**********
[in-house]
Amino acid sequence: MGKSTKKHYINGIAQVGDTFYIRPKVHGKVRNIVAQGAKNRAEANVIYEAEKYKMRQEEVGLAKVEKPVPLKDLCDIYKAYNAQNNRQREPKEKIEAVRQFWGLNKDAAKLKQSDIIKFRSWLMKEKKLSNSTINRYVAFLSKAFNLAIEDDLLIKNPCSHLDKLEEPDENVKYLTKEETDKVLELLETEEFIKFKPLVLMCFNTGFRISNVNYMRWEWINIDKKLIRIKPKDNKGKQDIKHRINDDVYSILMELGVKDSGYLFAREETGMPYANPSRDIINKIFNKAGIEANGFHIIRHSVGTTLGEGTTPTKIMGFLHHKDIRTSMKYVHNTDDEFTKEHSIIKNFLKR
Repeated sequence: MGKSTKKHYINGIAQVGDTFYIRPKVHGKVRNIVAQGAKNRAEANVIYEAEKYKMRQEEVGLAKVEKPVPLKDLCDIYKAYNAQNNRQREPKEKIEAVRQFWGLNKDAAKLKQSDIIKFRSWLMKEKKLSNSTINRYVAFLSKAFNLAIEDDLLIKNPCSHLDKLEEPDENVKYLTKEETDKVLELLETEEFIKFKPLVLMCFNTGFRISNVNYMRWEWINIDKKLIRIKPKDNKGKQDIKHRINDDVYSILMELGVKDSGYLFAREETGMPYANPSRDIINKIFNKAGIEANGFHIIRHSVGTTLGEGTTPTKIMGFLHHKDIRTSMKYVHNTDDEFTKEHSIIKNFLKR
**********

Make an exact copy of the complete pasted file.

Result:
[in-house]
Amino acid sequence: MGKSTKKHYINGIAQVGDTFYIRPKVHGKVRNIVAQGAKNRAEANVIYEAEKYKMRQEEVGLAKVEKPVPLKDLCDIYKAYNAQNNRQREPKEKIEAVRQFWGLNKDAAKLKQSDIIKFRSWLMKEKKLSNSTINRYVAFLSKAFNLAIEDDLLIKNPCSHLDKLEEPDENVKYLTKEETDKVLELLETEEFIKFKPLVLMCFNTGFRISNVNYMRWEWINIDKKLIRIKPKDNKGKQDIKHRINDDVYSILMELGVKDSGYLFAREETGMPYANPSRDIINKIFNKAGIEANGFHIIRHSVGTTLGEGTTPTKIMGFLHHKDIRTSMKYVHNTDDEFTKEHSIIKNFLKR
Repeated sequence: MGKSTKKHYINGIAQVGDTFYIRPKVHGKVRNIVAQGAKNRAEANVIYEAEKYKMRQEEVGLAKVEKPVPLKDLCDIYKAYNAQNNRQREPKEKIEAVRQFWGLNKDAAKLKQSDIIKFRSWLMKEKKLSNSTINRYVAFLSKAFNLAIEDDLLIKNPCSHLDKLEEPDENVKYLTKEETDKVLELLETEEFIKFKPLVLMCFNTGFRISNVNYMRWEWINIDKKLIRIKPKDNKGKQDIKHRINDDVYSILMELGVKDSGYLFAREETGMPYANPSRDIINKIFNKAGIEANGFHIIRHSVGTTLGEGTTPTKIMGFLHHKDIRTSMKYVHNTDDEFTKEHSIIKNFLKR